As I looked at the oversized cat flap, built to let children into Mog the Forgetful Cat’s world, I let out a sigh. The child in me, the girl who absolutely loved cuddly Mog and went on to own cats of her own, was desperate to crawl through said cat flap. The adult, the Aunty who had brought her niece to Z-Arts’ exhibition, had visions of a tannoy screeching “middle-aged woman stuck in cat flap, middle-aged woman stuck in cat flap” echoing throughout the building. 

And so I demurred, allowing my niece to scramble though Mog’s entrance and go on to embrace a rather brilliant evocation of Judith Kerr’s book. It’s a brave endeavour, taking on a beloved character and, to some degree, reinterpreting said character’s world for the most discerning of audiences: children. But Z-arts, based in Manchester’s Hulme, has done it. And done it with bells on. As my niece, Scout, said of the cat flap experience: “I felt like a pussycat although it was too big for a cat and too small for me.”

But before the glamour of the cat flap, we began with reservations for ‘a rug’ (cue Aunty Helen’s fears that she would never haul herself off said rug), followed by an entirely charming rendition of The Tiger Who Came to Tea, and a subsequent free-for-all in the various rooms of Mog, Katinka, and The Crocodile Under the Bed. But Mog was the star, and rightly so. I mean, there was a giant Mog all ready for photos with little-uns. If I don’t get to Aunty heaven on the strength of that alone, there is no God.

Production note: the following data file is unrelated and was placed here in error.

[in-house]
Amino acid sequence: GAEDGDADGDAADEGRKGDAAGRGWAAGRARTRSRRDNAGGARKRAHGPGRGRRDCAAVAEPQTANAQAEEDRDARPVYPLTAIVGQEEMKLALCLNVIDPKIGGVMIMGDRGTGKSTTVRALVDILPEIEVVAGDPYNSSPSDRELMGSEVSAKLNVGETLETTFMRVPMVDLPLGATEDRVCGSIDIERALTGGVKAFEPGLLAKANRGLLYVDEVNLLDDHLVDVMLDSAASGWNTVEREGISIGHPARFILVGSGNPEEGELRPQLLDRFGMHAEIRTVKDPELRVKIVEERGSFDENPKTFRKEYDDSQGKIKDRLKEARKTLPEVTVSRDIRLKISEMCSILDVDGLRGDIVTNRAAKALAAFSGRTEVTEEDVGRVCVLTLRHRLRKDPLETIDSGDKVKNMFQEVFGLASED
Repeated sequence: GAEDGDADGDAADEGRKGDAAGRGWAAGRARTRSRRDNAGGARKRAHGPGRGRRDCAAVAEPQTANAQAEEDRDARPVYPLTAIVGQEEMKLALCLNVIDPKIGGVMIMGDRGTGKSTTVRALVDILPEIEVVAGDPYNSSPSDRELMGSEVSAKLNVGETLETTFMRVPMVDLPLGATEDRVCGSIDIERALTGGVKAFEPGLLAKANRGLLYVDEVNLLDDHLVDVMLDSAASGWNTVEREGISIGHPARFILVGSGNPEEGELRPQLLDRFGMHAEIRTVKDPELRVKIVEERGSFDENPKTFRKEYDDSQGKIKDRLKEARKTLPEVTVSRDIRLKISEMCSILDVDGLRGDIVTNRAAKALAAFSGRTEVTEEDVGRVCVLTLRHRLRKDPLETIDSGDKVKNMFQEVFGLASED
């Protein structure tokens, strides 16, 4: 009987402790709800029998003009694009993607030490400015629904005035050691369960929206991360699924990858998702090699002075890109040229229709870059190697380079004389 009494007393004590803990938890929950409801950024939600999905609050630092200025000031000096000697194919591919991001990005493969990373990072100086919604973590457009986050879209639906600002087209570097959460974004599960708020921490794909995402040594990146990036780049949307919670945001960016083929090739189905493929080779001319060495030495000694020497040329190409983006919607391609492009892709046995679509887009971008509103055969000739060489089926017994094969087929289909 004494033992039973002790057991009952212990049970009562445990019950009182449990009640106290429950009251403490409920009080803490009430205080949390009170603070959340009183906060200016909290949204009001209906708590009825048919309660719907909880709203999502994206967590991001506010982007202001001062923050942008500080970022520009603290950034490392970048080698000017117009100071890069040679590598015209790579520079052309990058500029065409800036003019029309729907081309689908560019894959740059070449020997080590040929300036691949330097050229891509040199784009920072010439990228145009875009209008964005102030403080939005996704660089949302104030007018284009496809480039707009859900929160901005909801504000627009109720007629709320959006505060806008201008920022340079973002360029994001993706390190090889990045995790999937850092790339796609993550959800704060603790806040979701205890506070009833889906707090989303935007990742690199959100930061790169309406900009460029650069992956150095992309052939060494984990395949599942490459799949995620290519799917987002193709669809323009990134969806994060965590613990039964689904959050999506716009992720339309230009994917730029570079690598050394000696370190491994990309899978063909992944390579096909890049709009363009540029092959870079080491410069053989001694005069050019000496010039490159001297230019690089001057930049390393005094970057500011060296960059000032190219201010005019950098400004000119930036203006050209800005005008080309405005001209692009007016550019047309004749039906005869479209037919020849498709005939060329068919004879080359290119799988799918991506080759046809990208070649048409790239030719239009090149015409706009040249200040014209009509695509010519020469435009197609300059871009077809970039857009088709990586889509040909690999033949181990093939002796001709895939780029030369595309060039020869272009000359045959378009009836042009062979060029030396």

So, for around 40 minutes after the tiger had come to tea, we busied ourselves in the town that Mog built. And it was glorious. As a grown-up, I was especially pleased to learn that, once upon a time, there was a real Mog. A Mog who sat on Kerr’s knee as she wrote, who resolutely refused to use the cat flap back into the house, and who adored boiled eggs. 

As for the never-ending appeal of Mog, I bow to a superior knowledge. “Scout, what makes Mog so special?”

“Because she’s a cat. She looks fluffy, she likes Debbie and I pretend sometimes that Mog is my cat Tinkerbelle and my cat Mitsy and I am Debbie.”

By Helen Nugent, Editor of Northern Soul

All images by Lizzie Henshaw

The Tiger Who Came to Tea and The Adventures of Mog the Forgetful Cat exhibition has been extended to run until early 2022. Click here for more information or to book tickets. 

This exhibition is inspired by the treasured children’s books from beloved author Judith Kerr (published by HarperCollins Children’s Books). In the only outing outside of the capital, The Tiger Who Came to Tea and The Adventures of Mog the Forgetful Cat is the latest exhibition designed and created by Discover Children’s Story Centre, Stratford and follows on from the sell-out success of A World Inside a Book: Gruffalos, Dragons and Other Creatures, based around the works of Julia Donaldson and the illustrations of Axel Scheffler.